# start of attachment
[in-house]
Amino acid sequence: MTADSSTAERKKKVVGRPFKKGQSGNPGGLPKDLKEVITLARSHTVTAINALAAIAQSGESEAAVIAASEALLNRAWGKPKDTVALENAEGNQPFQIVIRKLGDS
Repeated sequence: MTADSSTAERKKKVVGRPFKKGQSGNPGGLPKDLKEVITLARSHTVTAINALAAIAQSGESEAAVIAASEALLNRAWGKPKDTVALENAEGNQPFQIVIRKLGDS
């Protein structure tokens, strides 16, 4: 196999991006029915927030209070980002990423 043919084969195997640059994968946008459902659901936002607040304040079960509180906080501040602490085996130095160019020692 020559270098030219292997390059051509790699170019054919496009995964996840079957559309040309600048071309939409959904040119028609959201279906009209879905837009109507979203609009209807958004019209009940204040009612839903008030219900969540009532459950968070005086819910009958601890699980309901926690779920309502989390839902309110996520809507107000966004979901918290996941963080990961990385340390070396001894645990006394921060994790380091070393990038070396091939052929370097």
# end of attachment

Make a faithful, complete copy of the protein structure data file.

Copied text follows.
[in-house]
Amino acid sequence: MTADSSTAERKKKVVGRPFKKGQSGNPGGLPKDLKEVITLARSHTVTAINALAAIAQSGESEAAVIAASEALLNRAWGKPKDTVALENAEGNQPFQIVIRKLGDS
Repeated sequence: MTADSSTAERKKKVVGRPFKKGQSGNPGGLPKDLKEVITLARSHTVTAINALAAIAQSGESEAAVIAASEALLNRAWGKPKDTVALENAEGNQPFQIVIRKLGDS
């Protein structure tokens, strides 16, 4: 196999991006029915927030209070980002990423 043919084969195997640059994968946008459902659901936002607040304040079960509180906080501040602490085996130095160019020692 020559270098030219292997390059051509790699170019054919496009995964996840079957559309040309600048071309939409959904040119028609959201279906009209879905837009109507979203609009209807958004019209009940204040009612839903008030219900969540009532459950968070005086819910009958601890699980309901926690779920309502989390839902309110996520809507107000966004979901918290996941963080990961990385340390070396001894645990006394921060994790380091070393990038070396091939052929370097």